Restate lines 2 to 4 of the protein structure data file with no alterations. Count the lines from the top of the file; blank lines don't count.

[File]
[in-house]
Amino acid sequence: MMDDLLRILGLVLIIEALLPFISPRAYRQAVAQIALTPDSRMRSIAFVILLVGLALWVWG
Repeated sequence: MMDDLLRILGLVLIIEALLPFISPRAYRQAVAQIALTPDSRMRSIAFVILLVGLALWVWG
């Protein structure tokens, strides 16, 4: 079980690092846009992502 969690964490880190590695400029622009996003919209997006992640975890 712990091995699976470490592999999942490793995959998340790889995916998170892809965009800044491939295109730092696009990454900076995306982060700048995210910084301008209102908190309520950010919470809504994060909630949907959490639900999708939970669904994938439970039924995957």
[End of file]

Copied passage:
Amino acid sequence: MMDDLLRILGLVLIIEALLPFISPRAYRQAVAQIALTPDSRMRSIAFVILLVGLALWVWG
Repeated sequence: MMDDLLRILGLVLIIEALLPFISPRAYRQAVAQIALTPDSRMRSIAFVILLVGLALWVWG
């Protein structure tokens, strides 16, 4: 079980690092846009992502 969690964490880190590695400029622009996003919209997006992640975890 712990091995699976470490592999999942490793995959998340790889995916998170892809965009800044491939295109730092696009990454900076995306982060700048995210910084301008209102908190309520950010919470809504994060909630949907959490639900999708939970669904994938439970039924995957």